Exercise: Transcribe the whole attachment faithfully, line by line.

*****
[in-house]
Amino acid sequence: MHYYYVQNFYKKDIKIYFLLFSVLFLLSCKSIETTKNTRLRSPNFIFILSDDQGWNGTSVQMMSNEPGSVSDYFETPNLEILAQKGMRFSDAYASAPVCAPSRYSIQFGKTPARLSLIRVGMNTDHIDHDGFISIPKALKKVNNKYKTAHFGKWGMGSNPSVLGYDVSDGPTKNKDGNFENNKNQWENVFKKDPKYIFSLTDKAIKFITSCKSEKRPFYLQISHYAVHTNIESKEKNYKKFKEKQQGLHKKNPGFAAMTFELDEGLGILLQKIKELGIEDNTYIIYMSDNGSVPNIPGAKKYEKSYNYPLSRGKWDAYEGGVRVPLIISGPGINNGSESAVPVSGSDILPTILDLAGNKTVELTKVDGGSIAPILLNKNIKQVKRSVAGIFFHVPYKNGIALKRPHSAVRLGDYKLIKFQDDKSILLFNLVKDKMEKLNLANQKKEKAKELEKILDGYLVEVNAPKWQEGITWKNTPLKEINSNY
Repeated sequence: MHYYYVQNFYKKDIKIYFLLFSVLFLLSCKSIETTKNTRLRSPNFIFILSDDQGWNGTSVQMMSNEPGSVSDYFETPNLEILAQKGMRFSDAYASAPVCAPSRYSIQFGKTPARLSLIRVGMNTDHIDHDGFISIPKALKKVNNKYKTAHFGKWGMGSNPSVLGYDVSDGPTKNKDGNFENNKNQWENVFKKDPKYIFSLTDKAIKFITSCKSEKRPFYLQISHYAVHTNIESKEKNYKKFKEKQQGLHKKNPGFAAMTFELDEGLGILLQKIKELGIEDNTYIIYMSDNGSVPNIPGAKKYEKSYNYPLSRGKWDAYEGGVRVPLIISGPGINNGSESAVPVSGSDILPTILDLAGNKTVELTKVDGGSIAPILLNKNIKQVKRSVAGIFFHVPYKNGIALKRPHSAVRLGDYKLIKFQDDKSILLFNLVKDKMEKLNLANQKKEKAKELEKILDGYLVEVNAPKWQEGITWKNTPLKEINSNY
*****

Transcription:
[in-house]
Amino acid sequence: MHYYYVQNFYKKDIKIYFLLFSVLFLLSCKSIETTKNTRLRSPNFIFILSDDQGWNGTSVQMMSNEPGSVSDYFETPNLEILAQKGMRFSDAYASAPVCAPSRYSIQFGKTPARLSLIRVGMNTDHIDHDGFISIPKALKKVNNKYKTAHFGKWGMGSNPSVLGYDVSDGPTKNKDGNFENNKNQWENVFKKDPKYIFSLTDKAIKFITSCKSEKRPFYLQISHYAVHTNIESKEKNYKKFKEKQQGLHKKNPGFAAMTFELDEGLGILLQKIKELGIEDNTYIIYMSDNGSVPNIPGAKKYEKSYNYPLSRGKWDAYEGGVRVPLIISGPGINNGSESAVPVSGSDILPTILDLAGNKTVELTKVDGGSIAPILLNKNIKQVKRSVAGIFFHVPYKNGIALKRPHSAVRLGDYKLIKFQDDKSILLFNLVKDKMEKLNLANQKKEKAKELEKILDGYLVEVNAPKWQEGITWKNTPLKEINSNY
Repeated sequence: MHYYYVQNFYKKDIKIYFLLFSVLFLLSCKSIETTKNTRLRSPNFIFILSDDQGWNGTSVQMMSNEPGSVSDYFETPNLEILAQKGMRFSDAYASAPVCAPSRYSIQFGKTPARLSLIRVGMNTDHIDHDGFISIPKALKKVNNKYKTAHFGKWGMGSNPSVLGYDVSDGPTKNKDGNFENNKNQWENVFKKDPKYIFSLTDKAIKFITSCKSEKRPFYLQISHYAVHTNIESKEKNYKKFKEKQQGLHKKNPGFAAMTFELDEGLGILLQKIKELGIEDNTYIIYMSDNGSVPNIPGAKKYEKSYNYPLSRGKWDAYEGGVRVPLIISGPGINNGSESAVPVSGSDILPTILDLAGNKTVELTKVDGGSIAPILLNKNIKQVKRSVAGIFFHVPYKNGIALKRPHSAVRLGDYKLIKFQDDKSILLFNLVKDKMEKLNLANQKKEKAKELEKILDGYLVEVNAPKWQEGITWKNTPLKEINSNY